“What is inside them?” I point at her blue panniers.

“Mostly food! I don’t eat at the restaurants and stay away from cities so I have to cook my own meals. Usually, I carry enough food to last two weeks.”

“So, can you reach La Paz with the amount of food you have in your bags, right now?”

“Probably!” she replies with a smile.

“It’s getting late. You won’t make too far today in this wind. Let’s camp here!”

We talk for over an hour next to our bicycles. Once in a while, I take a glance at the position of the sun in the sky.

“Do you want to leave?” Maria asks me.

I look at my wristwatch. It is 2:30 pm. The GPS device shows a distance of 120-m, the shortest ride I have ever done.

Before I can answer, she adds, “it’s getting late. You won’t make too far today in this wind. Let’s camp here!”

I nod to her. We scout for a suitable location and decide to pitch the tents behind the same restaurant where I was waiting a while ago. Cold wind pierces my skin. I have only two layers on, a long-sleeve cycling shirt and a light rain jacket.

“Do you want to wear this?” Maria hands me her down jacket. I give it a try but the sleeves are a couple of inches shorter and I am barely able to close the zippers.

We walk into the restaurant and sit around a table. Maria orders a beef soup and I, a vegetarian omelette.

” As a project manager by profession, my mind wants to plan everything, but slowly I am taking control back.”

“I come from a humble background. I used to work at a university. My job was to write projects proposals for EU grants. If I had continued my job, I could have become a director. I put my career at risk. As a project manager by profession, my mind wants to plan everything, but slowly I am taking control back. Right now I just flow. Every day, it is a small trip for me.”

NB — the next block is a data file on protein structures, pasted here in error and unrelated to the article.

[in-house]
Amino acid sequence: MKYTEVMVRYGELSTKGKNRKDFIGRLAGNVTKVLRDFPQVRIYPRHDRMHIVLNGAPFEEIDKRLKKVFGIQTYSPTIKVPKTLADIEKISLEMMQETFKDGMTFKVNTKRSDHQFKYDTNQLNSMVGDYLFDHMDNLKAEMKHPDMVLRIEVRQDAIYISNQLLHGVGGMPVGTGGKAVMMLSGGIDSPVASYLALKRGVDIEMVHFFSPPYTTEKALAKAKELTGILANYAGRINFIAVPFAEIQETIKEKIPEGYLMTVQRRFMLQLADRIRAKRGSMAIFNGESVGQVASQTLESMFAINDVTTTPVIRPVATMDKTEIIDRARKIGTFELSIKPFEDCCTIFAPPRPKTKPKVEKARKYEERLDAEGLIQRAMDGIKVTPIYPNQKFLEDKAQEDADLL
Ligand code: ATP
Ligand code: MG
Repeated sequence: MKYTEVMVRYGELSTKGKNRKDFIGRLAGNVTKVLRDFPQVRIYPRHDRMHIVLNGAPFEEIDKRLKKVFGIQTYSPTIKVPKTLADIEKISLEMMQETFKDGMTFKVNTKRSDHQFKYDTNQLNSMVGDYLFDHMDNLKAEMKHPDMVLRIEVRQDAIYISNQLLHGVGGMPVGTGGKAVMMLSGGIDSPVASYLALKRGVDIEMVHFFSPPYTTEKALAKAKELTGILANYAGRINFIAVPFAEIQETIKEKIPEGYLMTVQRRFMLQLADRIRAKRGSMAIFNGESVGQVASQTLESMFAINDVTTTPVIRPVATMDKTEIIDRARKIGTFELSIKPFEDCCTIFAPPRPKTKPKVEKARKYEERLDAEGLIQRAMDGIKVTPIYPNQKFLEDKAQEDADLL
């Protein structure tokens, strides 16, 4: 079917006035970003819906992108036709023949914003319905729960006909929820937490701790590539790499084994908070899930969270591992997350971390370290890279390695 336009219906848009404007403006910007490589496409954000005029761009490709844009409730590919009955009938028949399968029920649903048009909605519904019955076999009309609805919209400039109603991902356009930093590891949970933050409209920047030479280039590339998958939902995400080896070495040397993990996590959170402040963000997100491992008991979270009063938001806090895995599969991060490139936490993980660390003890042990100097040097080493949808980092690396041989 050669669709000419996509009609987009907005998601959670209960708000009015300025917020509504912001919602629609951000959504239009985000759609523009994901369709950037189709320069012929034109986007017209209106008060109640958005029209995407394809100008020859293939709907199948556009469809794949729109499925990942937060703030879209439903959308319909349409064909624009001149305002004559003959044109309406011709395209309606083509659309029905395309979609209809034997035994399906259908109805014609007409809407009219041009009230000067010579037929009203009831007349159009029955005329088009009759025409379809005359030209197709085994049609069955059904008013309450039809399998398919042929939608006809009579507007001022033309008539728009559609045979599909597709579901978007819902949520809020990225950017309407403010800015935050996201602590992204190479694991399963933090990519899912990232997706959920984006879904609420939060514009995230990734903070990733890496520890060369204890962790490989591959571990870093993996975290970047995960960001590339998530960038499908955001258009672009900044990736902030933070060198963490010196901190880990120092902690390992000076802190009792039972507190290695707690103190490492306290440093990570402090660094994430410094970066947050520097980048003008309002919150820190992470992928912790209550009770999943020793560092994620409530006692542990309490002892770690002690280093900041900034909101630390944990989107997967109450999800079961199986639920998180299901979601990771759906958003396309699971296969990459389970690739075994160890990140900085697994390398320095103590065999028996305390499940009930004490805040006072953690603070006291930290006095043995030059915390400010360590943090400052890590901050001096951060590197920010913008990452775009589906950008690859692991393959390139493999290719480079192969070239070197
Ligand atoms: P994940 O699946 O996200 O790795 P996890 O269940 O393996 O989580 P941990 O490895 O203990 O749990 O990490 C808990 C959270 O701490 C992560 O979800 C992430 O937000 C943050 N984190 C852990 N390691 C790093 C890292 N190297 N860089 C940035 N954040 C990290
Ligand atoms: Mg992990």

While eating, we agree that the fresh tortillas from the restaurant are delicious. They are soft and buttery with many layers, similar in taste and texture to thin Parathas. We order some more.

“Why did you choose the travel over the job?” I ask her.

“For me, travel is a step to know what is important in life and why we are on this planet? I used to ask these questions even before. I haven’t found any answers yet. Sometimes, I even feel dumber than I did before.”

“Next morning, I would come out of the tent thanking God for another day to live.”

“Do you think you are going in the right direction?”

“It is not very important for me to reach the destination. Rather, I see it as a good opportunity to learn new things. There were several times when I broke down. I spent many cold nights inside the tent in my crappy sleeping bag from Poland. I would cry and fear I might freeze during the night. Next morning, I would come out of the tent thanking God for another day to live. Before, I didn’t know how to make a fire, but now I make a fire every day. I have become a fighter!”

“Two weeks ago, I ran away from the bed, haha.”

Maria adjusts the bandana on her head which has smiley orange faces printed on it. She is 33 but barely looks 23. Her smile is gentle and her persona, humble, but there is a burning determination in her eyes which only comes after enduring hardships on the road. I am curious to know what scares her the most?

“Two weeks ago, I ran away from the bed, haha. I have many shame stories to tell, but I better not! ” she giggles, her cheeks blushing.

“Really?” my eyes widen in surprise.

“After what I have experienced, I get a nervous feeling in my stomach every time I receive invitations from older single men, above 60 or 70.”